Chronic myeloid leukemia (CML)

Chronic myeloid leukemia (CML) is a rare form of leukemia where certain white corpuscles multiply uncontrollably. In recent years, modern therapies have revolutionized its treatment. This article provides useful information about CML and its treatment.

At a glance

  • Chronic myeloid leukemia (CML) is a rare form of leukemia where certain white corpuscles multiply uncontrollably.
  • Doctors frequently detect CML inadvertently following a blood test, as this is a slow-onset disease.
  • The Philadelphia chromosome, a genetic mutation, is found in the leukemia cells of almost all patients with CML.
  • New targeted therapy drugs have improved the prognosis for patients with DML significantly, with many patients now enjoying a broadly normal life expectancy.
  • Specialists refer to the new targeted therapy drugs as tyrosine kinase inhibitors.

Note: The information in this article cannot and should not replace a medical consultation and must not be used for self-diagnosis or treatment.

Chronic myeloid leukemia (CML): older man sitting on a chair looking out of the window. He looks thoughtful.

What is chronic myeloid leukemia?

Chronic myeloid leukemia (CML) is a rare form of leukemia where certain white corpuscles in the bone marrow, blood, spleen and liver multiply uncontrollably.  

CML is caused by a genetic mutation in a blood stem cell in the bone marrow: chromosomal mutations are found in the leukemia cells of almost all patients with CML. The medical term for them is Philadelphia chromosomes.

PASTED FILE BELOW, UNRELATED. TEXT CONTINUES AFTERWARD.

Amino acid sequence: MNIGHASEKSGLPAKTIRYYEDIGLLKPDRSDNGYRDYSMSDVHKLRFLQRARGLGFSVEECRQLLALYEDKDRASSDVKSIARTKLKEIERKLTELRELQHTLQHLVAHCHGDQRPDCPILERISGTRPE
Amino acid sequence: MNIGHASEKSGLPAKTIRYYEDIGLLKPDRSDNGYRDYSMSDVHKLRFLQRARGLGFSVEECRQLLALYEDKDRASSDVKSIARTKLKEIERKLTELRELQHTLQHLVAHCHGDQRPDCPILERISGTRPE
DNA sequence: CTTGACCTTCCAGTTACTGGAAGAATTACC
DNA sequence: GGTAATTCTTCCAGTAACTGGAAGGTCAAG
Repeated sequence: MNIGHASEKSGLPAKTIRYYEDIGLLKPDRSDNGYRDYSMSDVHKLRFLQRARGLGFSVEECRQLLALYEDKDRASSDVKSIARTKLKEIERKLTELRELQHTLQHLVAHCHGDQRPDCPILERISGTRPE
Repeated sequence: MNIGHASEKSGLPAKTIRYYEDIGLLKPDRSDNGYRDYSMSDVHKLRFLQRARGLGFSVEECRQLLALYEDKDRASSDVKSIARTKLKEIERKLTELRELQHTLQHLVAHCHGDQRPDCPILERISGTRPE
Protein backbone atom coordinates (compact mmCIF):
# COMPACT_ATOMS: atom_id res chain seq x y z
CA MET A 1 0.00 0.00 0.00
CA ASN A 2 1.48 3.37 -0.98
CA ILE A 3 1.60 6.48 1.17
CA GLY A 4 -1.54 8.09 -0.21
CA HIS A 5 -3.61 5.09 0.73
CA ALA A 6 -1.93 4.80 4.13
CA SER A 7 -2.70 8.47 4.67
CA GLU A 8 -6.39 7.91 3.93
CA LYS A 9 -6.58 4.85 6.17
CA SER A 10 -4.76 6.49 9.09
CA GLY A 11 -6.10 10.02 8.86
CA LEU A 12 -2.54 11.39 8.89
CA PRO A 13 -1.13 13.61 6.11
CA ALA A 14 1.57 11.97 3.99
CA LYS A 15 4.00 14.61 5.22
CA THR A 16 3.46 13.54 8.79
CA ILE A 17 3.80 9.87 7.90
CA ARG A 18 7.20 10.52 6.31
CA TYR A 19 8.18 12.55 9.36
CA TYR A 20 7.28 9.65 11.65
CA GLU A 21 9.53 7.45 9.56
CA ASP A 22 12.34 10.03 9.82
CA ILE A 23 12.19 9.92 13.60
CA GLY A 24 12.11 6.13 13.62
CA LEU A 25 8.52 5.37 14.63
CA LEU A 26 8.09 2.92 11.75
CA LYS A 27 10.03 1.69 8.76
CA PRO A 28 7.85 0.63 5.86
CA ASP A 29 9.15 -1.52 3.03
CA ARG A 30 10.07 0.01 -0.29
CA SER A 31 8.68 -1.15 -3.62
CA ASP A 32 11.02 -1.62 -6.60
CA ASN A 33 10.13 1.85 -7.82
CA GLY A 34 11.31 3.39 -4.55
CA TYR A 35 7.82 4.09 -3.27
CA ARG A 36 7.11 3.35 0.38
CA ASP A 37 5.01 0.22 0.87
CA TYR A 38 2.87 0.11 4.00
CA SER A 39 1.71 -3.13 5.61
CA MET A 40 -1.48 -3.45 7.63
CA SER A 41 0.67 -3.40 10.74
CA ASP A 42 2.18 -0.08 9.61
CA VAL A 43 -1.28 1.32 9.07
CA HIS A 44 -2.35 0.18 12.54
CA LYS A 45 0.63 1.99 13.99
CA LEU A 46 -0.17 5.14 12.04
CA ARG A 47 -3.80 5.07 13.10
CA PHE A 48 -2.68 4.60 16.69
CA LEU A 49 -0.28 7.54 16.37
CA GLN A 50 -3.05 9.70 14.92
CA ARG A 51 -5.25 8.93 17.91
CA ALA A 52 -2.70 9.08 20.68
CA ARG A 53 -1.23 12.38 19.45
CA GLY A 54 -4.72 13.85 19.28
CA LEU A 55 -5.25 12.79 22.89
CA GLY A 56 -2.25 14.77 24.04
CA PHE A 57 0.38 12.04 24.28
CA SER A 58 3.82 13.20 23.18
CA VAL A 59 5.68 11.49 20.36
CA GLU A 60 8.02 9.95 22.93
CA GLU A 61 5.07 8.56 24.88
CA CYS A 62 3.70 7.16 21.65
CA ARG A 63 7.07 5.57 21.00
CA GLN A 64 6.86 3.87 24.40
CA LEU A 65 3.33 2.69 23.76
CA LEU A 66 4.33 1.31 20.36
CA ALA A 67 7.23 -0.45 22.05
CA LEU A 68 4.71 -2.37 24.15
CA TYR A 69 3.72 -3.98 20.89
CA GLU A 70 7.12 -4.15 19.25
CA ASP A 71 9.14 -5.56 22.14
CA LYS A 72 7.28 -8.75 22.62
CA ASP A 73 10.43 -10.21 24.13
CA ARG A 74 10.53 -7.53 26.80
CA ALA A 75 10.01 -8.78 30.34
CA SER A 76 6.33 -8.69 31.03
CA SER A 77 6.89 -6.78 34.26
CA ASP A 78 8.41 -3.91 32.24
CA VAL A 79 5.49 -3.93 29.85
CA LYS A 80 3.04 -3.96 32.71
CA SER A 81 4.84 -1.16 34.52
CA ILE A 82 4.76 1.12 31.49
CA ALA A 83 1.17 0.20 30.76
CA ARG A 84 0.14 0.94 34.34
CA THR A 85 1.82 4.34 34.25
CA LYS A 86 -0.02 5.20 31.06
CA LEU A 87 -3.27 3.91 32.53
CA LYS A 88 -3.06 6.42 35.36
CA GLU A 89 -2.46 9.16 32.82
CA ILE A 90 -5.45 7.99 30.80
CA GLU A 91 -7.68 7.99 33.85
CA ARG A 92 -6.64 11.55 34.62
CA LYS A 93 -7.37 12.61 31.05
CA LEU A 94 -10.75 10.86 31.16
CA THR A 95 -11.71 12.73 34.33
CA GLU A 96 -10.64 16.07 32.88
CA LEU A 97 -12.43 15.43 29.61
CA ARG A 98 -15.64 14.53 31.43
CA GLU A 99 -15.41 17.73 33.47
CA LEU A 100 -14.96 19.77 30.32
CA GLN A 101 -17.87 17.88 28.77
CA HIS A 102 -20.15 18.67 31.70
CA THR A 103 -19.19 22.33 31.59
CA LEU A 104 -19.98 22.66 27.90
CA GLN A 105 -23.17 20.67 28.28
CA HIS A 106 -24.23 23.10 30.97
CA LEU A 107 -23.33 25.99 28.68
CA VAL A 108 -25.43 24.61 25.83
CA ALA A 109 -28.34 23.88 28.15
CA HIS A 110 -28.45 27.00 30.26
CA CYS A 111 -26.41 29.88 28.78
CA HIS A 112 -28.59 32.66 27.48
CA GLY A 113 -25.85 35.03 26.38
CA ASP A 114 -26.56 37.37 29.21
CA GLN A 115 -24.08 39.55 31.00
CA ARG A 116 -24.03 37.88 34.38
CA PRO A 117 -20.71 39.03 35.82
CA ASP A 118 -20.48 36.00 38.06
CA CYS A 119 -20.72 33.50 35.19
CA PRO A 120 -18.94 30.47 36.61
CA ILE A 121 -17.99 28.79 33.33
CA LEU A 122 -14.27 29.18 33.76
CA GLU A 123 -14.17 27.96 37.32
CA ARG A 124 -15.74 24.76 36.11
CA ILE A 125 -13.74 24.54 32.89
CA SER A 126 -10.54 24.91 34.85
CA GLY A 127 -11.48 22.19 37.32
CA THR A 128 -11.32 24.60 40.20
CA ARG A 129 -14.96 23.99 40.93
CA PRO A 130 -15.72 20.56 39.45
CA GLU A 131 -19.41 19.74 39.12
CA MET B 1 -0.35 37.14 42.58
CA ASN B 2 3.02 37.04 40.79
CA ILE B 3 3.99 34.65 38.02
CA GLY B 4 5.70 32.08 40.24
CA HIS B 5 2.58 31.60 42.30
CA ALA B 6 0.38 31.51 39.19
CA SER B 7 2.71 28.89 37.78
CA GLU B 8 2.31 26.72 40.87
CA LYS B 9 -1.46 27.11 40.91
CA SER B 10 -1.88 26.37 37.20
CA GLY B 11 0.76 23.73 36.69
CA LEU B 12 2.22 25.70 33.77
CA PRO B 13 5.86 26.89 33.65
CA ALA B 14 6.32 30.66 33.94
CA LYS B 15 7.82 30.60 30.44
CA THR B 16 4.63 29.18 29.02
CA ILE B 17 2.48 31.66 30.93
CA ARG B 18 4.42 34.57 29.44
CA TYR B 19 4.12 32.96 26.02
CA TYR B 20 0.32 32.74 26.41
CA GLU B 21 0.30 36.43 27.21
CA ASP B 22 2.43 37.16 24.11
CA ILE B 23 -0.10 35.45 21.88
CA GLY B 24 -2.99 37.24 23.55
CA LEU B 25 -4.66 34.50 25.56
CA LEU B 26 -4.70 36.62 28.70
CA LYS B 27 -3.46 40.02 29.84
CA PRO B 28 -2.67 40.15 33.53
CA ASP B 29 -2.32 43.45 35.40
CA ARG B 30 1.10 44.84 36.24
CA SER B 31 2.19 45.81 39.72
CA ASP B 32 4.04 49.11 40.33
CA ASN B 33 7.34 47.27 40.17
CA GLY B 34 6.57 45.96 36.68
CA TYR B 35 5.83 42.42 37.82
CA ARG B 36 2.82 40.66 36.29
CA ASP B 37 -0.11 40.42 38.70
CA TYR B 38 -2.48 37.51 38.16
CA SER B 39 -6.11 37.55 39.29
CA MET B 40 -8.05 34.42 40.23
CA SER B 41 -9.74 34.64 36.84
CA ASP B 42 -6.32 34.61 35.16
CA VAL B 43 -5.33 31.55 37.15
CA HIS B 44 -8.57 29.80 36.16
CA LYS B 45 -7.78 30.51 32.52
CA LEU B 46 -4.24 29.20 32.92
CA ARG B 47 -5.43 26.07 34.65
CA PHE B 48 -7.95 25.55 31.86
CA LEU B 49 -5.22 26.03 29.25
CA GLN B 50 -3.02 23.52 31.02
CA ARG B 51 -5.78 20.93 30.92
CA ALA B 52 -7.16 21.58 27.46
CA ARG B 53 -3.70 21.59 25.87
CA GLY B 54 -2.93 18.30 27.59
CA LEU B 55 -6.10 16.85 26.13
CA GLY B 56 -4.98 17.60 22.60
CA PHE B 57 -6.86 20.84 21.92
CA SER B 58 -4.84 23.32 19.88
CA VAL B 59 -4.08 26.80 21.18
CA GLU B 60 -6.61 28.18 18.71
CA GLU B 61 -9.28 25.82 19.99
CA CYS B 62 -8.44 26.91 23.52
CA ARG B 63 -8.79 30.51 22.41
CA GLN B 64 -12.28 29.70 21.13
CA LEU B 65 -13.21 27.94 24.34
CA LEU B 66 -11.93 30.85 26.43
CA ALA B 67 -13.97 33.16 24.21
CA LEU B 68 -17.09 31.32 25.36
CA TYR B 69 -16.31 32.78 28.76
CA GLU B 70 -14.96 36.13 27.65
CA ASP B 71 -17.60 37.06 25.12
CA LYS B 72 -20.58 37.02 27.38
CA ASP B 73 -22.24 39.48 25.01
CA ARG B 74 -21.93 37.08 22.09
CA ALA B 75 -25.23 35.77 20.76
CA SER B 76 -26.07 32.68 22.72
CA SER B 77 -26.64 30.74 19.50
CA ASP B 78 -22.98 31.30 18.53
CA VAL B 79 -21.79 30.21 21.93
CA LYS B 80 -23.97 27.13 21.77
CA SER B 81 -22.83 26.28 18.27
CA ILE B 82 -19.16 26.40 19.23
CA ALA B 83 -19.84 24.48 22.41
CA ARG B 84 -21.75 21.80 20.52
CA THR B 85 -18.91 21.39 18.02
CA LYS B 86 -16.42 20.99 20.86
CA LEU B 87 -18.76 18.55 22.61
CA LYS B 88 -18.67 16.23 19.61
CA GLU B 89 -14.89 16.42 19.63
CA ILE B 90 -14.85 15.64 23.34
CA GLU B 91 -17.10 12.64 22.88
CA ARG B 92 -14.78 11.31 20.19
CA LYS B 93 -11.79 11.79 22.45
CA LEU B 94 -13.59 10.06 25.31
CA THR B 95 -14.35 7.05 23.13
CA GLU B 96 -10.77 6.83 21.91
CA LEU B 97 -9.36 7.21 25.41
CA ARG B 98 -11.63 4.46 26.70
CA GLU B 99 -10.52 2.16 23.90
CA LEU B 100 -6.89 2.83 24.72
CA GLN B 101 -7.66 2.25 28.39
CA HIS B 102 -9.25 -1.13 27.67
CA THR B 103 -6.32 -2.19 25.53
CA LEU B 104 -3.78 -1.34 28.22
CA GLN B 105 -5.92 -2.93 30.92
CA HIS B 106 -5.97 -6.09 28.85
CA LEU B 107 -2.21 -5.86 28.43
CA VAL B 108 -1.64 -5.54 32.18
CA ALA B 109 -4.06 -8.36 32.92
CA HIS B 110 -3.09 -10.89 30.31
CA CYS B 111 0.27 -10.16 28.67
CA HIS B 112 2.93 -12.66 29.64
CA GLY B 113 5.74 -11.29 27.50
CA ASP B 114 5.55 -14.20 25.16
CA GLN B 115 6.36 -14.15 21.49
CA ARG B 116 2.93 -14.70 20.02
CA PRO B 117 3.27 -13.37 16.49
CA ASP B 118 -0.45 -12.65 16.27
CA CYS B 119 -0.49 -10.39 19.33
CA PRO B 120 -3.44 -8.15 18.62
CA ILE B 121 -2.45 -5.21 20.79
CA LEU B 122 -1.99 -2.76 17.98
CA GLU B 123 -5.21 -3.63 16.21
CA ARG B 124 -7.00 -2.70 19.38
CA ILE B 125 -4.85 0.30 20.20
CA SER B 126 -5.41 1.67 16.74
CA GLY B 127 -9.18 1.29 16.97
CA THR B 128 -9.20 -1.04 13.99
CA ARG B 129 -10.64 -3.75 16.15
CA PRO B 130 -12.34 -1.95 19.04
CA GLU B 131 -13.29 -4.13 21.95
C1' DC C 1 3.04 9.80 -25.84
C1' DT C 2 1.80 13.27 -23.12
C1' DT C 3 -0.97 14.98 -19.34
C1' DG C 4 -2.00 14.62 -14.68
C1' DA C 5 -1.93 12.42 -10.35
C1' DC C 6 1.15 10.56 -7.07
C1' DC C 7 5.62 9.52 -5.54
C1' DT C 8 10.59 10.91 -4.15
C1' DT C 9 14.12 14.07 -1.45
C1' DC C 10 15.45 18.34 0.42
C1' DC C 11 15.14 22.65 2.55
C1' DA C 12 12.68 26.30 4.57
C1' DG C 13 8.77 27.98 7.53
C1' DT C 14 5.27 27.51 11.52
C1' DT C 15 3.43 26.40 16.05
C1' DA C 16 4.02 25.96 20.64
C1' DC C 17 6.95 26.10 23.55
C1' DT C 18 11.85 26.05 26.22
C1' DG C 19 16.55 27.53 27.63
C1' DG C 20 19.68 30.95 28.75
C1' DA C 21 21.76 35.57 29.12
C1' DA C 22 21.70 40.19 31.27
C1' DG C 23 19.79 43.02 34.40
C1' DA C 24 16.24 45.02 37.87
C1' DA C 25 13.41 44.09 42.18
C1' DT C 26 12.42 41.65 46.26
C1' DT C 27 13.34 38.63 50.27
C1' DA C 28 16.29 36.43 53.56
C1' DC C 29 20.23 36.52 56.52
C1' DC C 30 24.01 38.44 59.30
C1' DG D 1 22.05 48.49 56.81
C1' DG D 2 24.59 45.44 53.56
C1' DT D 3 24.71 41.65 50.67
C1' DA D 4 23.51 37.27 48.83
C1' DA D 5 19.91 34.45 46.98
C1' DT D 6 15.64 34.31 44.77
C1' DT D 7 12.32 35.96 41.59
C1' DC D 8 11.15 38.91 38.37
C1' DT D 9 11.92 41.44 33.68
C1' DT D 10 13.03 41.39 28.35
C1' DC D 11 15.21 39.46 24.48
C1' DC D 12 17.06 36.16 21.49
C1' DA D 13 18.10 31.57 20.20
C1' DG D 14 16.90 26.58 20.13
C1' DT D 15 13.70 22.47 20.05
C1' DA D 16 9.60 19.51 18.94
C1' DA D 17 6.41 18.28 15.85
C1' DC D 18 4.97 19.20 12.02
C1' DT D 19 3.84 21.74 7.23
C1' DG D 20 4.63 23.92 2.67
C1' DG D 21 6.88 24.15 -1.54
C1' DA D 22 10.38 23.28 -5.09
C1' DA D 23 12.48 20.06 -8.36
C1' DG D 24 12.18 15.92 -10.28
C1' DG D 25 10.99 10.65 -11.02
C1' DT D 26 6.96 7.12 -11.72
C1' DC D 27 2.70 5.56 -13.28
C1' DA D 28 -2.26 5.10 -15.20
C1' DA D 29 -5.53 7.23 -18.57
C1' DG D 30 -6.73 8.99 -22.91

What are the symptoms of chronic myeloid leukemia?

Onset of the disease is slow for most patients. Chronic myeloid leukemia (CML) is frequently detected inadvertently following a blood test. Many patients have no symptoms, or no definitive symptoms at this point.  

Symptoms that may be an indication of CML are: 

  • fatigue, weakness, deterioration in performance, lassitude 
  • loss of appetite, involuntary weight loss 
  • upper abdominal discomfort due to enlarged spleen 
  • (slight) high temperature, night sweats 
  • bone pain 

However, these symptoms are not exclusive to CML but occur in many other conditions. Anyone who feels unwell and debilitated, involuntarily loses weight, experiences severe night-time sweats and has a slightly high temperature over a prolonged period should consult their doctor. This way doctors can start narrowing down what is causing the symptoms and if necessary initiate further diagnostic steps by specialists.